Teach First expands into poor rural and coastal areas
Educational charity Teach First will expand into England's coastal and rural areas, including Weymouth, Bournemouth, and Great Yarmouth.
It will include schools that are below average for education, as well as being in economically deprived areas.
The charity's teachers could be placed in 220 new secondary and 559 primary schools from September 2015.
Ofsted said the children were behind their counterparts attending schools in big cities.
Teach First said all existing schools would remain eligible, but that there would be 10% more schools on the south coast and 6% more schools in the east of England and Yorkshire respectively.
The teaching scheme was launched in 2002 and aims to recruit talented graduates to teach in deprived areas.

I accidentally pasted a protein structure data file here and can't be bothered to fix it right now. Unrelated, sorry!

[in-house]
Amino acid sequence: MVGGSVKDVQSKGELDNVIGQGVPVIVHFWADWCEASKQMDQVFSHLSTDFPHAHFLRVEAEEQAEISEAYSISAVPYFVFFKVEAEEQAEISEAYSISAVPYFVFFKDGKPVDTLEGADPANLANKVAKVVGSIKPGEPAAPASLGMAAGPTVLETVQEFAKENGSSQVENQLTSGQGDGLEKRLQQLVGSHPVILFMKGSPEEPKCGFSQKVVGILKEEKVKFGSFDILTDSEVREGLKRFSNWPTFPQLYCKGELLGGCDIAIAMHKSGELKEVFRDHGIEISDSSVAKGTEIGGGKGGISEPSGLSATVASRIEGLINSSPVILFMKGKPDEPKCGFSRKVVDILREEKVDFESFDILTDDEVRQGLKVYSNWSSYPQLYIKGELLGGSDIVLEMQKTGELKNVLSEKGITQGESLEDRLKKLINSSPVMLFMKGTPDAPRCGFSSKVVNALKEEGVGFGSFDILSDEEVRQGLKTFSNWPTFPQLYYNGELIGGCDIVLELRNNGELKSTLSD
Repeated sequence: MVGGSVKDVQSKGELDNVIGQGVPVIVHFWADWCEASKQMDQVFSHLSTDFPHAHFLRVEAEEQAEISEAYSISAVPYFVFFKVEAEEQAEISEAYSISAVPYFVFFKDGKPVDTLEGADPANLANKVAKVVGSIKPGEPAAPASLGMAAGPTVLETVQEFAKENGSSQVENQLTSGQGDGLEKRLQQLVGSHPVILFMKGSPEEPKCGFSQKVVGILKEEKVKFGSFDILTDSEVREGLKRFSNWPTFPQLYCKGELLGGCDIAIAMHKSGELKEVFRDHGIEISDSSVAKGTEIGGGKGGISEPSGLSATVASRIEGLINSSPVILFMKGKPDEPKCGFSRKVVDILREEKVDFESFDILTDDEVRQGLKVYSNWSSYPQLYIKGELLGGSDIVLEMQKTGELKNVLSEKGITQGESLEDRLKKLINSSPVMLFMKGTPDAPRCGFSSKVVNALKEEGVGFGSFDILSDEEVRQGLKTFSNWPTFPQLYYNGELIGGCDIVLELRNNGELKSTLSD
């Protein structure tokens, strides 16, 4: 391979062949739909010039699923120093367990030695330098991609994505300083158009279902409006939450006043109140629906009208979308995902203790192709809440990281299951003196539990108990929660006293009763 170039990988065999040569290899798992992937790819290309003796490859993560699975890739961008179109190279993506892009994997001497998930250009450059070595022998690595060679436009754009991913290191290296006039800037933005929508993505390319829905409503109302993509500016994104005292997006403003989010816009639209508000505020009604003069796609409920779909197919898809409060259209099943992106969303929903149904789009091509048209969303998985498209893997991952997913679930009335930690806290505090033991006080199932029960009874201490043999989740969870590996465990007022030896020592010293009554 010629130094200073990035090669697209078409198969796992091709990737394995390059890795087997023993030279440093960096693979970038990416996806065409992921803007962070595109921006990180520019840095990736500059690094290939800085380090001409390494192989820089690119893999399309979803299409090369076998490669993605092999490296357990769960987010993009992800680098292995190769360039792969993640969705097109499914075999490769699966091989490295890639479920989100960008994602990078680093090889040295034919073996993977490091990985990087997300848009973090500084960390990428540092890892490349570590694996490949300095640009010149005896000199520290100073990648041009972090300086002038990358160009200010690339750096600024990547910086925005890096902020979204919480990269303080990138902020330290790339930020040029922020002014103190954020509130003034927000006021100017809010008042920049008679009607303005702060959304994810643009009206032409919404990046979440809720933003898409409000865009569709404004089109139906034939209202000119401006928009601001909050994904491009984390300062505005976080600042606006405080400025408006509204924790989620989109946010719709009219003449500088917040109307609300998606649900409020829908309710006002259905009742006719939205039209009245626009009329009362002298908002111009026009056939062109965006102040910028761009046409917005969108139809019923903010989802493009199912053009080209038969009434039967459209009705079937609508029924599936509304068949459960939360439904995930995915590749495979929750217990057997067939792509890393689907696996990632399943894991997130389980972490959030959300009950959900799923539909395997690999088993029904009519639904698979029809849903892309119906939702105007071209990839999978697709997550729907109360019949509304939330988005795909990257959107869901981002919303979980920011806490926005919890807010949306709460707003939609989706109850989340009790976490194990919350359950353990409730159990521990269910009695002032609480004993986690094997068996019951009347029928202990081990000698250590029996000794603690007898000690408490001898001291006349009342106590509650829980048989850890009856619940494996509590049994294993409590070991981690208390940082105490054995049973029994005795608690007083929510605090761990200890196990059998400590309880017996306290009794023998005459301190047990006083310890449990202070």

Previously, eligibility was based on financial hardship, but now the level of performance of schools is being considered as well.
Thirty-six per cent of secondary schools will be eligible to apply for Teach First teachers, and 32% of primary, from September 2014.
The charity said new schools which had not previously been eligible could approach it to place Teach First teachers in their schools from September 2015.
Sam Freedman at Teach First said they had seen "significant improvements" across many schools in England and Wales, especially in London and "other big cities".
But he said a "number of challenges remain particularly in coastal and rural areas".
Mr Freedman added: "Many vulnerable families are located in these areas, but without the same opportunities and networks available as in cities, exacerbating the effects of deprivation."
He said the move would help England's young people "fulfil their potential".
Schools minister David Laws said he "welcomed" the change, especially in relation to schools in urban and coastal areas.
He added: "We will continue to support Teach First's approach which builds on expertise developed through their work with disadvantaged schools in urban areas, in particular the London Challenge.
"It is important for as many schools as possible to access this high-quality provision."